Craft breweries are a progressive lot. There’s an overarching lifestyle that focuses on outdoor life, often a small-time, do-it-yourself approach, a community focus, and typically some awareness about their environmental impact as a brewery. While it’s still an industry that makes a carbon footprint (statistics show that to brew one gallon of beer it takes at least five gallons of water, plus some notable transportation costs), there’s an evolving movement among breweries to minimize that impact.
Here are a few choice cuts among the 3000+ breweries in the Unites States who are trying their hand at sustainability. This is by no means a comprehensive ranking, but a few of the more dedicated or more unique ways that breweries are cutting their carbon footprint.
Fort Collins, CO
This certified B Corporation leads the charge of craft brewing in so many ways it’s almost become cliché. They focus on quality beer first and foremost, but the company espouses a clear social and environmental message within and without, locally and from coast to coast. New Belgium is among a few craft breweries who claim to be the first wind powered brewery in the country, they divert almost 100% of waste from landfills, have water-use reduction initiatives that have gotten their ratio down to nearly 3.5 gallons used for every one gallon brewed, encourage bicycling to work, and contribute to environmentally friendly Fort Collins city causes. In short, a B Corporation certification means a business has a clearly identified focus on social and environmental causes.
Brooklyn is another wind powered brewery and, like many in the industry, they also ship their spent grains to local farms as animal feed. However, they do a lot more than that, from the little things like using compostable cups in their tasting room to using solar panels to power their warehouse. Established in 1987, there are also programs in place to recycle hot water and to recapture CO2. Sustainability isn’t a one step program that features recycling or alternative power, it’s a philosophy geared toward efficiency, reduction, and awareness across the entirety of the business.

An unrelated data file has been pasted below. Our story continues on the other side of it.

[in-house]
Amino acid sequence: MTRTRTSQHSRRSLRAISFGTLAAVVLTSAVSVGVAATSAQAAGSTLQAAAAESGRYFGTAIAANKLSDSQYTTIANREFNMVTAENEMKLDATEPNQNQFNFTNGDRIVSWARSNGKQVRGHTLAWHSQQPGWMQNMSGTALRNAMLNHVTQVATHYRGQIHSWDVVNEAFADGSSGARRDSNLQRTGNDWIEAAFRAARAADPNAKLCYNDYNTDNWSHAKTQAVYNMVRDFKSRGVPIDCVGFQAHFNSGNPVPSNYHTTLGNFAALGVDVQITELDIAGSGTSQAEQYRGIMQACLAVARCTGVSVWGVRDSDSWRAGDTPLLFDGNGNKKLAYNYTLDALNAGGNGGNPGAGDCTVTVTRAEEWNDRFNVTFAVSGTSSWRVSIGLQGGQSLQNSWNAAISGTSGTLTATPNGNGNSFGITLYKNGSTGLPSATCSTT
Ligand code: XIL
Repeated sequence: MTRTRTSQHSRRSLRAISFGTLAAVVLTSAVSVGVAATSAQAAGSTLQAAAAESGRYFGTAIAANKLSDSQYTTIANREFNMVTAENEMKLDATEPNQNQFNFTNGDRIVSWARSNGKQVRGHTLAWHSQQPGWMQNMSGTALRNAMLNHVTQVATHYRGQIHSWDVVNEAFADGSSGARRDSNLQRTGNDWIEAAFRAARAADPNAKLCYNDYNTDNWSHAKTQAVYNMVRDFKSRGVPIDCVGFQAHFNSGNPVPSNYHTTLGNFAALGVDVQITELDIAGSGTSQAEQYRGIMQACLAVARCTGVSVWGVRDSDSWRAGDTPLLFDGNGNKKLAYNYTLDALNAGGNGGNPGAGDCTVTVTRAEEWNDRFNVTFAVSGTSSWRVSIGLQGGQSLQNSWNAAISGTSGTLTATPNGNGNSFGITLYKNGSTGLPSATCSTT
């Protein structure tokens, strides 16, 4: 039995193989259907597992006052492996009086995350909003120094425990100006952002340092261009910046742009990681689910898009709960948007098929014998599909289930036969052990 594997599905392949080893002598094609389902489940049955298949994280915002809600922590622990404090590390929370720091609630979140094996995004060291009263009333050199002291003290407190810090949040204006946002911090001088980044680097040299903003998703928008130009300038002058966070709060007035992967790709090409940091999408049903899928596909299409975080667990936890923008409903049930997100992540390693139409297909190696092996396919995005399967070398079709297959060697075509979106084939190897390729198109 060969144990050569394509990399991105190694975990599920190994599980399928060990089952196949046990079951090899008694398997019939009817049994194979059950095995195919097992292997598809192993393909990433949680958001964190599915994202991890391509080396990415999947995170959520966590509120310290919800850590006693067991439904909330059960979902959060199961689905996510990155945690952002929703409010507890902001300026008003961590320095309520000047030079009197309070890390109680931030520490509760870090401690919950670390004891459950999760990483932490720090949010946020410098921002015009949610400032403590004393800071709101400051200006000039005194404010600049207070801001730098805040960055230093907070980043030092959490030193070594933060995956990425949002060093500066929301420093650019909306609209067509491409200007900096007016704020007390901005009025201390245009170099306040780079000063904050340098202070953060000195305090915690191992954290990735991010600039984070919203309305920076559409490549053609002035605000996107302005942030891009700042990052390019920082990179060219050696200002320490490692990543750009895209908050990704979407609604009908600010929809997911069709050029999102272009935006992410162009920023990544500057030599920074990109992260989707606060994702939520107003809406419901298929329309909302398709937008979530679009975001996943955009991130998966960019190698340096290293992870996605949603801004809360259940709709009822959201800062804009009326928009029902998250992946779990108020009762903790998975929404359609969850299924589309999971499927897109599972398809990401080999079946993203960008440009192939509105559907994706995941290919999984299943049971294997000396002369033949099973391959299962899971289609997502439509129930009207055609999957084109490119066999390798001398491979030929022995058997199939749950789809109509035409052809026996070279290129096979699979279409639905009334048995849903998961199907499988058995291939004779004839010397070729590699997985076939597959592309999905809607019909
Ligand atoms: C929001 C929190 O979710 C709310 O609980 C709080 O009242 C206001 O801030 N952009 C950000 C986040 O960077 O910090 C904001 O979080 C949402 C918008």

Everyone does sustainability differently. In part, because they are in different communities with different resources, in part because they have different personalities at the helm. Ohio’s Great Lakes takes a more agricultural approach by owning their own “Pint Size Farm” in nearby Bath, OH, where they organically farm vegetables and herbs for their brewpub. They also send spent grains to farmers and, most intriguingly, their delivery trucks run on vegetable oil recycled from the brewpub. With a Zero Waste Initiative in place, even the food served on site plays a role, with brewing byproducts appearing in menu items like bread and pretzels.
Eel River, which opened in 1994, was the first certified organic brewery in the US and is 100% powered by renewable energy—namely bio-mass energy. This is a fitting theme, with the brewery located in a former lumber mill. The majority of their ingredients come from local and Pacific Northwest sources and packaging is all made with recycled material and reclaimed wood.
By this point it’s clear that renewable energy, spent grains, and recycling play a big role in the industry. Some places stand out by their efforts to reduce waste on an industrial scale, as in reducing water use or increasing efficiency in heating and cooling. Others are more creative. Sure, Anderson Valley has won statewide awards for waste reduction, but it’s their premises upkeep that warrants attention. The 28-acre plot is kept up in the most natural way possible, using goats to help keep the grass short and a cat for pest control. It’s all in the food chain.